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An Interview with Gerling - By Ozmusicproject

Sydney trio Gerlings second album, the unfortunately titled When Young Terrorists Chase the Sun, hit the shelves on September 24th (though one week after its scheduled release out of respect for the US). Guitarist, sometime vocalist and knob-twiddler Burke Reid stopped by for a chat about Gerlings recording and writing process and their recent successes in Japan.

For the last two years we set up a studio for ourselves and we hibernated away in that and threw away the key, Reid explains of the bands recording process. We spent two years trying to get through telephone book sized manuals for all our equipment and finding the power button to record all sorts of crazy sounds. Then we put them together to come up with what weve come up with.

With the release of their debut Children of Telepathic Experiences and the breakthrough single Enter Space Capsule, the trio of Darren Spielberg-Cross, Burke Reid and Paul Towner (aka Presser), established themselves as one of the most exciting and innovative electronic bands on the Australian scene.

Their sophomore album comes after two years in both home and London studios a far cry from the process that preceded their debut. Reid explains, We spent five days in the studio recording Children, this time around we took our time. Having the time to work on the song over a couple of months is definitely the way to go. That way you can go back and listen to it and work out if its a good representation of yourself and the music you want to make. This was definitely the most productive and most enjoyable way to do music.

Reid sees Gerlings second effort as a snapshot of [their] music tastes. With influences ranging from Curtis Mayfield, Brian Eno and Aphex Twin to Michael Jackson and television, its easy to see that When Young Terrorists Chase the Sun is the eclectic result of diverse tastes in music and a diet of pop culture.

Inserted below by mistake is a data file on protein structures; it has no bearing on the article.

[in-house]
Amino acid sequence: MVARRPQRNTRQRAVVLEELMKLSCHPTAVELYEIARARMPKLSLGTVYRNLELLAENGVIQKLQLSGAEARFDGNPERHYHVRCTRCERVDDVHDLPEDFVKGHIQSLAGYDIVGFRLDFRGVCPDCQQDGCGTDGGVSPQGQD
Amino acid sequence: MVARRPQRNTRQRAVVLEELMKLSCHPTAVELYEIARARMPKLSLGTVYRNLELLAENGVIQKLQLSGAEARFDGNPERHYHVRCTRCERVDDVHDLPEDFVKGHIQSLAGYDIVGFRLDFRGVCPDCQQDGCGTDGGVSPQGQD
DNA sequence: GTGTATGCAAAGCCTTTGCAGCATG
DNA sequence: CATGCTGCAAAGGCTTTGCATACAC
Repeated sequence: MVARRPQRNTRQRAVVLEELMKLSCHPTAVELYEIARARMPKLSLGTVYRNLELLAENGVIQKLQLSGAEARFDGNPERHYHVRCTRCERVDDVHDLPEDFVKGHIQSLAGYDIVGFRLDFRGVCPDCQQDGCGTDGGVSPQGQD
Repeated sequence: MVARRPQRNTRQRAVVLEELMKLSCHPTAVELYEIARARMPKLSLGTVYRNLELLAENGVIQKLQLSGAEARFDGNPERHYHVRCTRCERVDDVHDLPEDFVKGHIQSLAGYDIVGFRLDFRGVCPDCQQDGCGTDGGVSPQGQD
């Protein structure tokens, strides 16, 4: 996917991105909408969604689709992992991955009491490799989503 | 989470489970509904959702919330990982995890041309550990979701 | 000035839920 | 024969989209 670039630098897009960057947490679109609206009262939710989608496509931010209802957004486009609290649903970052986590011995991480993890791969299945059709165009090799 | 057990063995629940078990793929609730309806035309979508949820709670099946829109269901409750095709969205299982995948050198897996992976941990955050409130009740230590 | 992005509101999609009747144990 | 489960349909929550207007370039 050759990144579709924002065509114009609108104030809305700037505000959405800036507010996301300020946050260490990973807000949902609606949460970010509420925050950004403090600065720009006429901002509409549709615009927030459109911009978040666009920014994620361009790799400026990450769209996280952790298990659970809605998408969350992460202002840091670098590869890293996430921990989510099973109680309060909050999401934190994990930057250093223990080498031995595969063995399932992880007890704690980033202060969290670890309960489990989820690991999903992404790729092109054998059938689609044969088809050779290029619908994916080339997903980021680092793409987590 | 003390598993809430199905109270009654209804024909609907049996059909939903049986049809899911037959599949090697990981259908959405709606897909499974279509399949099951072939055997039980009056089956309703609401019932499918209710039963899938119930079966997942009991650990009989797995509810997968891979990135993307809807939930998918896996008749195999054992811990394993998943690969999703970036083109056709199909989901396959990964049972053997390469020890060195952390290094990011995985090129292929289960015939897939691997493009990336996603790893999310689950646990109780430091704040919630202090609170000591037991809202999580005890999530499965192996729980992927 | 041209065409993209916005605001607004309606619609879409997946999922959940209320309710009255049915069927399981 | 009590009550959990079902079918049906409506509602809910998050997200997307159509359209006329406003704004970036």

For a band whose sound is primarily an orchestrated mish-mash of sounds, obtuse guitar riffs and outlandish vocals (bar the inclusion of the Princess of Pop, Ms Minogue, on the albums third single G-House Project), Gerlings song writing process is an appropriate affair.

Sometimes someone will come in with a certain riff or someone will have started something on the computer and just turn to the next person and say: right, its your turn to add something, Reid reveals. We all take turns adding our little bits towards the puzzle until we get something were happy with.

With ARIA award winning electronic group The Avalanches paving the way for Australian electronica in the UK, Gerling are still weary of the UK market. Weve found the Japanese market really embracing of what we do. Were really just focusing on that market at the moment and then looking at the UK next year. I think the UK market is a hard one to tackle with all the media you have to wade through and all the bullshit. Well see how it goes.

Like Australian bands Powderfinger and Regurgitator, Gerling were recent participants in the annual Fuji Rock Festival in Japan. A massive showcase of some of the worlds most prolific bands, Reid declares that the trio were ecstatic with the response they received. It went really, really well, he says. It was fun, we hadnt even released our album over there. We were all really nervous about how we were going to be received but we played in front of this crowd of like 10000 people and they were just going crazy. It was so much fun. We met some great people over there and had nothing but good times. So Japan was really an awe inspiring adventure.

Known for their trademark outfits of black pants, white shirts and backpacks, Gerling were shocked to see, upon their arrival at the Sony offices in Japan, that the Sony employees had adorned the Gerling dress. That was pretty weird, Reid laughed. They house bands like Aerosmith and Metallica and The Black Crowes and we walk in there and they had our posters all over the place and deer antlers and they gave us a standing ovation when we walked in. We were a bit shocked, we werent quite used to that greeting but they were magnificent. They did a great job for us and at the end of the tour over there it was like a big camp, we were friends with everyone and we were going out and singing karaoke it was great.

After the bands warm reception in Japan, Reid is unsure of whether the Japanese public is more open to the type of music that Gerling produce than Australia. The population of Tokyo is the population of Australia. I think that many people condensed in one city theres a bit more of an essence of some bands to thrive a bit more, he says. Theyve definitely accepted what we do and the eclecticism of our music with open arms. Theyve got a lot of artists who are doing the same sort of thing so they definitely got into it and understood it.

As for Australia, he sighs I guess well just have to wait and see.